Candlelighters

Last night was the dinner auction for the Inland Northwest Candlelighters. At these, they have table upon table of items that have been donated for the silent auction. Everything from gift baskets of candles or gardening items or wines or baby items. They had some beautiful antique silver sets and handmade blankets and quilts. My husband fell in love with the medeival gold and cobalt chess set. Absolutely gorgeous.

We got a complimentary photo that I’d scan in for here if it hadn’t somehow gone home with my mother in law.

So, when dinner started and they played a video of some of the kids and we did the candlelighting ceremony, honoring those children who’d gone through treatment for cancer, the families who’d stood by them, the doctors who helped them, and those who’ve already “grown their wings”, it was all I could do to drink my coffee and sip my wine without crying. It’s hard, but so necessary to be there for those moments.

When Craig and I had first arrived for the dinner, we were standing and visiting with one of the security guards. He’d had no idea what the organization was for. He could only assume something like Partylite or something. So I’ll state here what it is and who it is for.

We exist for every child who is diagnosed with cancer. We are an organization made up of survivors, parents, friends, and family members who’ve all had their life impacted by childhood cancer. That means babies diagnosed from birth to teenagers diagnosed at a time when their only worry should be what college to apply to.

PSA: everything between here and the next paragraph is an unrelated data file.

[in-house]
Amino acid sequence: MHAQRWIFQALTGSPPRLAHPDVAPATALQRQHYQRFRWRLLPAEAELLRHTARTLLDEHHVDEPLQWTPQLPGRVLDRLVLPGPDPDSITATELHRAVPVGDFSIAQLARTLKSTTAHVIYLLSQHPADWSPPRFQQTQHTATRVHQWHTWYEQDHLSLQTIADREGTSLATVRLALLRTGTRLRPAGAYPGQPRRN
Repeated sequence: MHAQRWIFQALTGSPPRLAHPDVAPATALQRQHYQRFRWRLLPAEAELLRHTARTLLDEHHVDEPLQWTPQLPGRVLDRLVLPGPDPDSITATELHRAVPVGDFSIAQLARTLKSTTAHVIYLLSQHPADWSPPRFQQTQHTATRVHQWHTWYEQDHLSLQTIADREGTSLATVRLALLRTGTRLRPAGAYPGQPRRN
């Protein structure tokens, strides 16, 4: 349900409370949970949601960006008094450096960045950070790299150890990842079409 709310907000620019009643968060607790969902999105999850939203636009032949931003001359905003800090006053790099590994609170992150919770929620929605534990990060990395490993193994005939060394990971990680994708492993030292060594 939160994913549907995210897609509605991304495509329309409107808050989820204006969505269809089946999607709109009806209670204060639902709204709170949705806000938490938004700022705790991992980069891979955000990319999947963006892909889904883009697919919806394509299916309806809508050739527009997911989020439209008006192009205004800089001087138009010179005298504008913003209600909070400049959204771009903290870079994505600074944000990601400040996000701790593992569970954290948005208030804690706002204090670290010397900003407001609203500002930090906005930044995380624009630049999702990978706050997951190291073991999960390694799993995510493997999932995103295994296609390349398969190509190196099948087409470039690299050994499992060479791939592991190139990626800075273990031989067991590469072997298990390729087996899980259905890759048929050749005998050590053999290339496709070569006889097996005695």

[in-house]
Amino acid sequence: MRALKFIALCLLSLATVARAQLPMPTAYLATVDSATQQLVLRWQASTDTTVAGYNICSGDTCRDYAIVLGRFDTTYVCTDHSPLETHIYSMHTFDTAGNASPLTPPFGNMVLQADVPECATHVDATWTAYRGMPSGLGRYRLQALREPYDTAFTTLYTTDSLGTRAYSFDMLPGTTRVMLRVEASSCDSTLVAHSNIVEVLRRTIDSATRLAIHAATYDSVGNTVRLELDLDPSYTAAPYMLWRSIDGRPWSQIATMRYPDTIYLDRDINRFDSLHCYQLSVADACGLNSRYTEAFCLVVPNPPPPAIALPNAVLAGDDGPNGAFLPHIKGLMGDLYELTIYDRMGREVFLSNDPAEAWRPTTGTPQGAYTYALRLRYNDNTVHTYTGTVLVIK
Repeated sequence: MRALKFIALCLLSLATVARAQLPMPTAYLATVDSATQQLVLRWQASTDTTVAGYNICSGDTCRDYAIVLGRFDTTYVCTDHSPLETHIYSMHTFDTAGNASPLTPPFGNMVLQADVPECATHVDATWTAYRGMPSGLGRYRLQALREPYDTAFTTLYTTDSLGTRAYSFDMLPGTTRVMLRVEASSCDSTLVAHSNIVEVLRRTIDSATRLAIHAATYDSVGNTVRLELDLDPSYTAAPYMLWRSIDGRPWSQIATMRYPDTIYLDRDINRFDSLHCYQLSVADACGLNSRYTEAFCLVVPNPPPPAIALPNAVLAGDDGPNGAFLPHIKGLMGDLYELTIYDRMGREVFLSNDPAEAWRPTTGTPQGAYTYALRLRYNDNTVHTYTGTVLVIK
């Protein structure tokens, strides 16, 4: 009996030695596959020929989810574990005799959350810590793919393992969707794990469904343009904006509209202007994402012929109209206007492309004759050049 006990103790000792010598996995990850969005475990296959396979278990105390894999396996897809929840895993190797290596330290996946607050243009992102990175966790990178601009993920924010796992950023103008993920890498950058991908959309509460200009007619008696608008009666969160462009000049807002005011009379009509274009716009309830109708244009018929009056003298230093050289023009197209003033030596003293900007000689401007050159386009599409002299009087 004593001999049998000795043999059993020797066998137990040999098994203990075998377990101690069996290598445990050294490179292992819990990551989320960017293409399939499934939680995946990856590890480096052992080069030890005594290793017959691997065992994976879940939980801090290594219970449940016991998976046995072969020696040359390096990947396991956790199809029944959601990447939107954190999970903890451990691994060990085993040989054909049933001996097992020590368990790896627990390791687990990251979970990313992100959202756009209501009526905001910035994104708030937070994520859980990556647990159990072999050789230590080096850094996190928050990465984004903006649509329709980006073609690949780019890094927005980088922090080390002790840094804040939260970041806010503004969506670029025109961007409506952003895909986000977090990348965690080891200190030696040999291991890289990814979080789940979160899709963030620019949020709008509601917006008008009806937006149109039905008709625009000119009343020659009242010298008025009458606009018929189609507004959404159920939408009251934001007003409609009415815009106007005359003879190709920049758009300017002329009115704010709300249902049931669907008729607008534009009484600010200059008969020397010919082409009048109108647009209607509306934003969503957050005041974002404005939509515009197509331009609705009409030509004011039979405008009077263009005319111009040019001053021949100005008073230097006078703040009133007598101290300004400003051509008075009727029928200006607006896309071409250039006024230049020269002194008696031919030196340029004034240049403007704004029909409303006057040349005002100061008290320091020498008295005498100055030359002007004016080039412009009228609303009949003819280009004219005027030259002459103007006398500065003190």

When we first were admitted to the hospital, Craig, our daughter and I were there, every day, every night, every minute. We had friends who stopped by that first weekend, then once in a great long while over the next two years. We had friends who checked on us once a month. We had lots of people asking, “Is there anything you need? What can I help with?” Honestly, we had no idea. We didn’t know what we would face or what decisions we’d have to make. By the time the first few weeks were over, we’d closed in. Us three and the grandparents. A few other in-laws came by periodically throughout, but for the most part it was just us.

No one knew what to do for us. We didn’t know what to tell them. All we knew is that once the adrenaline rush of an immediate emergency wore off, other people could move on with their lives, but we were just starting. There’s no way an adrenaline rush will last for a year and a half for everyone we knew. But it did for us. A constant, never-ending, never-easing, exhausting state of emergency.

Candlelighters’ members understand that. They understand a lot. But for people who are more practical, there are other, more concrete things they help with.

1. Gas cards. We faced our first 2 years with an appointment every day of the week, all day on Fridays. We traveled from one end of Spokane to the other. Pool therapy up north, Physical Therapy two days a week in the Valley, Occupational Therapy, Speech Therapy, all these were everywhere and we were doing it just as gas prices were hitting the roof. $80 a week in gas adds up quick. We were thankful every time we were handed a card. Last night, we learned Candlelighters gives out $1000 a month in gas cards, distributed among the hundreds of families at the Children’s Hospital who are facing childhood cancer. And so they took donations for $25 gas cards, totalling nearly $6000.